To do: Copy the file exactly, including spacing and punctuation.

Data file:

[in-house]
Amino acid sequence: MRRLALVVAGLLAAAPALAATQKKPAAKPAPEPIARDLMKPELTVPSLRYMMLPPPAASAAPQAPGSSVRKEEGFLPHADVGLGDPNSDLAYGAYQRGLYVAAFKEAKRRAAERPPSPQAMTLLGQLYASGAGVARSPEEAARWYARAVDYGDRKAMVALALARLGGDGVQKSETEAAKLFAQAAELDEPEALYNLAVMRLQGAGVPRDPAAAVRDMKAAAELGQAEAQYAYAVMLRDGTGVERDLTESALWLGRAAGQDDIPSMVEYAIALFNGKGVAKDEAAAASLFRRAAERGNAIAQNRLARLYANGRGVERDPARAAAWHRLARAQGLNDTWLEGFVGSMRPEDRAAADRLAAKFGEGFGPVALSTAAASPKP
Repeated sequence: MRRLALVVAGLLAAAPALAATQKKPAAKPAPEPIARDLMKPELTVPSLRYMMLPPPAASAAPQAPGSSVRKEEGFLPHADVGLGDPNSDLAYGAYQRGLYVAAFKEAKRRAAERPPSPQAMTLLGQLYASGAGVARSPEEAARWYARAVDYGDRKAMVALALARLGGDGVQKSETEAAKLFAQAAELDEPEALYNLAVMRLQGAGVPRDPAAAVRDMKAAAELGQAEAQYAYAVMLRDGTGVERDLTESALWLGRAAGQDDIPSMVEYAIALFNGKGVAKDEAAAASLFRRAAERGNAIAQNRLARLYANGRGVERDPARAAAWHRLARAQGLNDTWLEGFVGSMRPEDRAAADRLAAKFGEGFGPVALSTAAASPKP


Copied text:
[in-house]
Amino acid sequence: MRRLALVVAGLLAAAPALAATQKKPAAKPAPEPIARDLMKPELTVPSLRYMMLPPPAASAAPQAPGSSVRKEEGFLPHADVGLGDPNSDLAYGAYQRGLYVAAFKEAKRRAAERPPSPQAMTLLGQLYASGAGVARSPEEAARWYARAVDYGDRKAMVALALARLGGDGVQKSETEAAKLFAQAAELDEPEALYNLAVMRLQGAGVPRDPAAAVRDMKAAAELGQAEAQYAYAVMLRDGTGVERDLTESALWLGRAAGQDDIPSMVEYAIALFNGKGVAKDEAAAASLFRRAAERGNAIAQNRLARLYANGRGVERDPARAAAWHRLARAQGLNDTWLEGFVGSMRPEDRAAADRLAAKFGEGFGPVALSTAAASPKP
Repeated sequence: MRRLALVVAGLLAAAPALAATQKKPAAKPAPEPIARDLMKPELTVPSLRYMMLPPPAASAAPQAPGSSVRKEEGFLPHADVGLGDPNSDLAYGAYQRGLYVAAFKEAKRRAAERPPSPQAMTLLGQLYASGAGVARSPEEAARWYARAVDYGDRKAMVALALARLGGDGVQKSETEAAKLFAQAAELDEPEALYNLAVMRLQGAGVPRDPAAAVRDMKAAAELGQAEAQYAYAVMLRDGTGVERDLTESALWLGRAAGQDDIPSMVEYAIALFNGKGVAKDEAAAASLFRRAAERGNAIAQNRLARLYANGRGVERDPARAAAWHRLARAQGLNDTWLEGFVGSMRPEDRAAADRLAAKFGEGFGPVALSTAAASPKP